Sources
"Phenobarbital." Medline Plus. 2014. Accessed 15 Dec. 2014.
"Phenobarbital." MedicineNet.com. 2014. Accessed 15 Dec. 2014.
7 Great Reasons To Print Your Phenobarbital Discount Card Today
  • 1) 100% FREE (no fees, ever)
  • 2) Print and use immediately
  • 3) Everyone qualifies
  • 4) Easy to use
  • 5) No paperwork
  • 6) Unlimited uses and no expiration date
  • 7) Accepted at over 59,000 pharmacies nationwide!
Phenobarbital prescribing information
This information is not for clinical use. These highlights do not include all the information needed to use Phenobarbital safely and effectively.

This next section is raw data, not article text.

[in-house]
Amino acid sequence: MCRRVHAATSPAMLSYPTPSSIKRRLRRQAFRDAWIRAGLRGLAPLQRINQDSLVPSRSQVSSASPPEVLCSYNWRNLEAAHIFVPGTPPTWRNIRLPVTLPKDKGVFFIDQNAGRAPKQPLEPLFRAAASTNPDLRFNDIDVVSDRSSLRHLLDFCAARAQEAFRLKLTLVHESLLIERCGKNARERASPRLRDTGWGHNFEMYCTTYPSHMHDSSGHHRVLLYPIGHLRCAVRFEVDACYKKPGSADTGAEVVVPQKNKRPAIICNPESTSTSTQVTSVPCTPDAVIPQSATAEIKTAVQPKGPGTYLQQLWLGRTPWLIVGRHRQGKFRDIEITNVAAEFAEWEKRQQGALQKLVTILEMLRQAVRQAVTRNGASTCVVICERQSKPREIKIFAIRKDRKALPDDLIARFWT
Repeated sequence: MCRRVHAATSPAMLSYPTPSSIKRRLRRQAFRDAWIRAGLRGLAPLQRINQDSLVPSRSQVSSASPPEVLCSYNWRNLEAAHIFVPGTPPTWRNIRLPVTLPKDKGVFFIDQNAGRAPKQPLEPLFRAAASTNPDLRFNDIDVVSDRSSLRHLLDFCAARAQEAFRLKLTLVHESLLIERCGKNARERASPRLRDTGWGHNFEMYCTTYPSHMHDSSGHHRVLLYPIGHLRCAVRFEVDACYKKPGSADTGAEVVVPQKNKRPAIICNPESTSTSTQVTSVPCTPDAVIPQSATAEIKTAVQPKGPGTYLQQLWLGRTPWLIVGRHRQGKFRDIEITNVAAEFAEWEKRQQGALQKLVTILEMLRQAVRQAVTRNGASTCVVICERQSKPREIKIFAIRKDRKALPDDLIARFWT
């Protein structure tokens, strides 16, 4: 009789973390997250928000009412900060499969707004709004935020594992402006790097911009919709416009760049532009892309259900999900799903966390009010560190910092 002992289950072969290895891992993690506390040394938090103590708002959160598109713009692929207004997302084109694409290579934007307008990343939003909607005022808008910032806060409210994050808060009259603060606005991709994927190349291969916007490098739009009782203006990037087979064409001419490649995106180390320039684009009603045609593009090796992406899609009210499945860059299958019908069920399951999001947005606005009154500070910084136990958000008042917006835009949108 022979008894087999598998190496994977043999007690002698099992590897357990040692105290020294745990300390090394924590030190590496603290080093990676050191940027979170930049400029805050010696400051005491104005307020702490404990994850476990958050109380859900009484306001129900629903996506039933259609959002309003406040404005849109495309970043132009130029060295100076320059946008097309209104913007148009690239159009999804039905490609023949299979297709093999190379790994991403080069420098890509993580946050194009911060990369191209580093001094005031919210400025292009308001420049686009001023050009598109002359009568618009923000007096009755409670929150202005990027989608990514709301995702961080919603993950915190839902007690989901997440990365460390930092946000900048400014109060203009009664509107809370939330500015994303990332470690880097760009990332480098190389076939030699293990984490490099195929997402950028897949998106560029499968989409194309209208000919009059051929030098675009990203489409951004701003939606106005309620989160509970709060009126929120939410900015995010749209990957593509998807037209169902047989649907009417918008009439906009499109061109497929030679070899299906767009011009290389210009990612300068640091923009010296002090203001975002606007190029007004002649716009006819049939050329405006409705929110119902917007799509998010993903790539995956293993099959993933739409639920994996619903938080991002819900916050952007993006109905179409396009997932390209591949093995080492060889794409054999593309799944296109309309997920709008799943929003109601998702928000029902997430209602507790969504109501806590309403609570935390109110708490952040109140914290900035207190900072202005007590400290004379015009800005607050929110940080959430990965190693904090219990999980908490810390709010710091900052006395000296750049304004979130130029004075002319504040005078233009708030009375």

Before taking Phenobarbital please consult with your doctor.
INDICATIONS AND USAGE Sedative Anticonvulsant – For the treatment of generalized and partial seizures.
CONTRAINDICATIONS Phenobarbital is contraindicated in patients who are hypersensitive to barbiturates, in patients with a history of manifest or latent porphyria, and in patients with marked impairment of liver function or respiratory disease in which dyspnea or obstruction is evident.